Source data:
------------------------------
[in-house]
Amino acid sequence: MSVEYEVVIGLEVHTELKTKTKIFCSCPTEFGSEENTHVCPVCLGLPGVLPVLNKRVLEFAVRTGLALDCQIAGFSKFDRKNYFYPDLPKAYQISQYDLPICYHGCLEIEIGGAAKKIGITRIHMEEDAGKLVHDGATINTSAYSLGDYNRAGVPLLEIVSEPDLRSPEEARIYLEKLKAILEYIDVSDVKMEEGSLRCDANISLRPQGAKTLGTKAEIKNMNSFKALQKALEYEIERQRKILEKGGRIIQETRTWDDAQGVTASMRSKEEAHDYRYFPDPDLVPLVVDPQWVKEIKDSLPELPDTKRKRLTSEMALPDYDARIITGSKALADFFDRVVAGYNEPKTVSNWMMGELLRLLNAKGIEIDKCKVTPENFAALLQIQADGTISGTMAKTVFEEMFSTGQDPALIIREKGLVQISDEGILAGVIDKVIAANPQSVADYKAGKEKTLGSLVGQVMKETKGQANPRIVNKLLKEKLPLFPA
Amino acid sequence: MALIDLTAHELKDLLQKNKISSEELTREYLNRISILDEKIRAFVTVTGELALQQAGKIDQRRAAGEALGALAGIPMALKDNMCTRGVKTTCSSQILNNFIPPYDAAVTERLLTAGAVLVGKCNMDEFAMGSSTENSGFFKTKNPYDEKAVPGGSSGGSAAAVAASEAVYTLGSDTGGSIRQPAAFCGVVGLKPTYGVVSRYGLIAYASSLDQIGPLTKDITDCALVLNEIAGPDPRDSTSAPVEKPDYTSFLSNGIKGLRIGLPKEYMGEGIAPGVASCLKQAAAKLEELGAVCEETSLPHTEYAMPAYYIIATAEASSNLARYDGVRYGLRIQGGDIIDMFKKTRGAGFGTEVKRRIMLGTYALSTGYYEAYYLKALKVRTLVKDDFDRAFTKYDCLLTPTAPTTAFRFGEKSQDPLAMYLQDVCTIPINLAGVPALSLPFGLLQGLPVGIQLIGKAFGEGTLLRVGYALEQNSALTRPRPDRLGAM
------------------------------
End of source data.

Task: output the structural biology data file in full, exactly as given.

[in-house]
Amino acid sequence: MSVEYEVVIGLEVHTELKTKTKIFCSCPTEFGSEENTHVCPVCLGLPGVLPVLNKRVLEFAVRTGLALDCQIAGFSKFDRKNYFYPDLPKAYQISQYDLPICYHGCLEIEIGGAAKKIGITRIHMEEDAGKLVHDGATINTSAYSLGDYNRAGVPLLEIVSEPDLRSPEEARIYLEKLKAILEYIDVSDVKMEEGSLRCDANISLRPQGAKTLGTKAEIKNMNSFKALQKALEYEIERQRKILEKGGRIIQETRTWDDAQGVTASMRSKEEAHDYRYFPDPDLVPLVVDPQWVKEIKDSLPELPDTKRKRLTSEMALPDYDARIITGSKALADFFDRVVAGYNEPKTVSNWMMGELLRLLNAKGIEIDKCKVTPENFAALLQIQADGTISGTMAKTVFEEMFSTGQDPALIIREKGLVQISDEGILAGVIDKVIAANPQSVADYKAGKEKTLGSLVGQVMKETKGQANPRIVNKLLKEKLPLFPA
Amino acid sequence: MALIDLTAHELKDLLQKNKISSEELTREYLNRISILDEKIRAFVTVTGELALQQAGKIDQRRAAGEALGALAGIPMALKDNMCTRGVKTTCSSQILNNFIPPYDAAVTERLLTAGAVLVGKCNMDEFAMGSSTENSGFFKTKNPYDEKAVPGGSSGGSAAAVAASEAVYTLGSDTGGSIRQPAAFCGVVGLKPTYGVVSRYGLIAYASSLDQIGPLTKDITDCALVLNEIAGPDPRDSTSAPVEKPDYTSFLSNGIKGLRIGLPKEYMGEGIAPGVASCLKQAAAKLEELGAVCEETSLPHTEYAMPAYYIIATAEASSNLARYDGVRYGLRIQGGDIIDMFKKTRGAGFGTEVKRRIMLGTYALSTGYYEAYYLKALKVRTLVKDDFDRAFTKYDCLLTPTAPTTAFRFGEKSQDPLAMYLQDVCTIPINLAGVPALSLPFGLLQGLPVGIQLIGKAFGEGTLLRVGYALEQNSALTRPRPDRLGAM